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In the previous blog’s torque analysis we saw the division of the minimum and maximum torque and how they clearly locate in different zone-like arrangements.
This time we look further into the segregation of the minimum and maximum torque values and how we can use the information gained from that exact plot.
Here’s is the plot from last week but with added zones for the vertical minimums and horizontal maximums (looking at the crank in rotation).
From this, we can extract all the values that belong to each zone and take a closer look at them apart from the other zones. This can give an understanding of the development of that exact zone over time.
Underneath we see both of the zones from what is ultimately the maximums (red zones) and minimums (blue zones). Each of the coloured straight lines is a regression of the respective data and shows the slope of the data and how it changes over time.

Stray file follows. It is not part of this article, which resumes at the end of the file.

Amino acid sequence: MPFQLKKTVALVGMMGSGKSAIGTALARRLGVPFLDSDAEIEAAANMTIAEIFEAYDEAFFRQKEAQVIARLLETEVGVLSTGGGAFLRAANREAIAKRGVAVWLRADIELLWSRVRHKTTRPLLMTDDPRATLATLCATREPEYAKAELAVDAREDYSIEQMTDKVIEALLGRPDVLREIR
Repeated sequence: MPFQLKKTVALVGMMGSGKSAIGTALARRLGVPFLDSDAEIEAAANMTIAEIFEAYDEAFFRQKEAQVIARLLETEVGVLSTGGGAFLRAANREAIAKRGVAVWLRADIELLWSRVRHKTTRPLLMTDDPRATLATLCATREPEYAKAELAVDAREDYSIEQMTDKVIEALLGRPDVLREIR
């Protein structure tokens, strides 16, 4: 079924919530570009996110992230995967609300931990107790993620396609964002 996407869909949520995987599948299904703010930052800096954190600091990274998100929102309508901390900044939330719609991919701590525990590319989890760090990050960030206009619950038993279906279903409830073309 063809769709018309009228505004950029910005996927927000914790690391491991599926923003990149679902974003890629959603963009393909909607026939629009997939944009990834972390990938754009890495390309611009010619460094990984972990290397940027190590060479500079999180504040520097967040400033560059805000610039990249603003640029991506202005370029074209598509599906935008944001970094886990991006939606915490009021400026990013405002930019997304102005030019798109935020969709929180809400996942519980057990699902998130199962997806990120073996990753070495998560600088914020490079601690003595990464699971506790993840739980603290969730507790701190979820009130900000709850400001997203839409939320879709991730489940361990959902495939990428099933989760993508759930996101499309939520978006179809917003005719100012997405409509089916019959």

We see from this plot (blue curve) that the rider’s minimum torque values decrease during the 20 minute FTP test as the rider gets tired or unfocused distributing the power output to all working muscles. To compensate the rider ups the effort on the maximum zones (red curve) to keep a constant power output.
This shows that even though a riders power and cadence output may be looking constant and steady, there is still more information to extract. Stuff you never see on your standard head unit.